The seeds of Janet Jackson’s Act II were thus planted in February 2004 and the Super Bowl XXXVIII halftime show where she performed a medley of her songs before segueing into Timberlake’s “Rock Your Body” with him on-stage beside her. As Timberlake sang the lyric “I’m gonna have you naked by the end of this song,” he dramatically tore away a swatch of cloth from Jackson’s costume, fleetingly exposing part of her breast to an estimated 140 million beer-guzzling, nacho-gobbling football fans. Many of whom were apparently scandalized — scandalized! — by the sight, with the Federal Communications Commission (FCC) subsequently receiving some 500,000 complaints.
Broadcaster CBS, meanwhile, was fined $550,000, and the NFL was asked refund the $10 million paid by the halftime show sponsor, AOL. Meanwhile, Europe yawned.
That was just the start, though, of America’s public reckoning with accidental flash nudity. The ensuing fallout from the fabulously named “wardrobe malfunction” — too extensive, far-reaching, and repugnant to itemize here but commendable for bonding “wardrobe malfunction” to the vernacular — nearly sunk Jackson’s status and accomplishments in a snap.
Jackson admitted in a 2006 interview with Oprah Winfrey that the stunt, though not its outcome, had been planned and rehearsed. She also allowed that Timberlake, whom she considered a friend, disappointingly let her weather the ensuing media storm alone. Indeed, he did.
While Jackson was subsequently blacklisted from commercial radio and banned from the Grammy Awards later that same year for her part in the Super Bowl episode, Timberlake was not. Even with the perspective of almost two decades, it’s hard to believe that level of sexism played out for real, in proverbial daylight, with negligible outrage.
(Years later, in 2021, Timberlake apologized to both ex-girlfriend Spears and Jackson via what the New York Times described as a “vague but earnest Instagram post,” writing, “I understand that I fell short [and] benefited from a system that condones misogyny and racism.” Yeah, thanks for playing, Justin. But I digress.)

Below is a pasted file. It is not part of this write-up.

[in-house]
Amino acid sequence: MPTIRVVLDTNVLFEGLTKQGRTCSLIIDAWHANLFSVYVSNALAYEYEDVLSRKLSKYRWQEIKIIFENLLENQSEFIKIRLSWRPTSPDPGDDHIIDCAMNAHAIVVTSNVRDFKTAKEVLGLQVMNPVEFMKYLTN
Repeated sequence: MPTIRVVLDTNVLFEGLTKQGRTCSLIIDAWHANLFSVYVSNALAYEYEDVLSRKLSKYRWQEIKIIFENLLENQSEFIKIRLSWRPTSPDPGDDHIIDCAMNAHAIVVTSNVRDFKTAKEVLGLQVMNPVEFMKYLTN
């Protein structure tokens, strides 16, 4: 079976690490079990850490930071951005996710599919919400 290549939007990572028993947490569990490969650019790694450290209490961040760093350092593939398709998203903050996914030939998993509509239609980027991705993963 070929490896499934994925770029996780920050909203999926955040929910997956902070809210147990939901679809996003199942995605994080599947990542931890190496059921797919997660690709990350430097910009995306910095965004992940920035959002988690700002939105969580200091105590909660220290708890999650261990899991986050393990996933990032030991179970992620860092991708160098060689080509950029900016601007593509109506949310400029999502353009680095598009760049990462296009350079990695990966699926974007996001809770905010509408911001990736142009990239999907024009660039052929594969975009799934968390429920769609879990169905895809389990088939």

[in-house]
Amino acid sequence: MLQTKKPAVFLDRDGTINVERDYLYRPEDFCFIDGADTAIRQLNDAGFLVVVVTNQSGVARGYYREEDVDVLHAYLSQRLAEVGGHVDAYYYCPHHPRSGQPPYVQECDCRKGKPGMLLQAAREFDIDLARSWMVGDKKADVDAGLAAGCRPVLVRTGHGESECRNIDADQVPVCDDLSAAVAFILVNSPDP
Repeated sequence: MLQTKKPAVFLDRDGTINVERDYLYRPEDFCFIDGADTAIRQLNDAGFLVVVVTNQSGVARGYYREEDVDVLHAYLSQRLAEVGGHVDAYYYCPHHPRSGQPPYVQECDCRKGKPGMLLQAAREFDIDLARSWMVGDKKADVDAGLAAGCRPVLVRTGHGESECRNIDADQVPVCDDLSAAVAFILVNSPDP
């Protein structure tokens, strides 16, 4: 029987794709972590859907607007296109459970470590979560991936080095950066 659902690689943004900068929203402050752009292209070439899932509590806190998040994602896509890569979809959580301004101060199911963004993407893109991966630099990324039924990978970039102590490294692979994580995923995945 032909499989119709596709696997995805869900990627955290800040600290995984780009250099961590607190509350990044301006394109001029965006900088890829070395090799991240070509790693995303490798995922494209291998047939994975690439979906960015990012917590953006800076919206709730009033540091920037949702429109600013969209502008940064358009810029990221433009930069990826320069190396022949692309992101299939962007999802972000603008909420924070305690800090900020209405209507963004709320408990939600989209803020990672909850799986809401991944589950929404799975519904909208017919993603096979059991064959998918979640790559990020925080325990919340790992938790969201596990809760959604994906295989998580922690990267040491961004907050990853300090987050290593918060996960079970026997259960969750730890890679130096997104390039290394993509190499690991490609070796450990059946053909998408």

It’s no overstatement to say that Jackson rebounded in a fashion befitting the megastar she was and remains. Witness the above-mentioned baby at age 50 and marquee film roles, both ably abetted by music — glorious music — with Jackson issuing her 11th studio album, Unbreakable in 2015 on her own Rhythm Nation imprint.
And now, thanks to Janet, we have Janet.
To be sure, thorny questions remain to be answered. What was her relationship with Michael before he died? Was papa Joe Jackson the monster that legend makes him out to be? Which of her albums is her favourite? Who should play her in a biopic? What happened in her marriages? What’s it like to age in the entertainment industry? Heck, smooth or crunchy?
“It’s just something that needs to be done,” Jackson replies in Janet when asked why she is making this documentary now, at a time when, surely, she has bigger fish to fry, more charities to support, snappier ideas to cultivate.
“It’s just something that needs to be done.”
Because truth is stranger than fiction. Loose ends should be tied. And her story should be told. That’s how Janet Jackson rolls.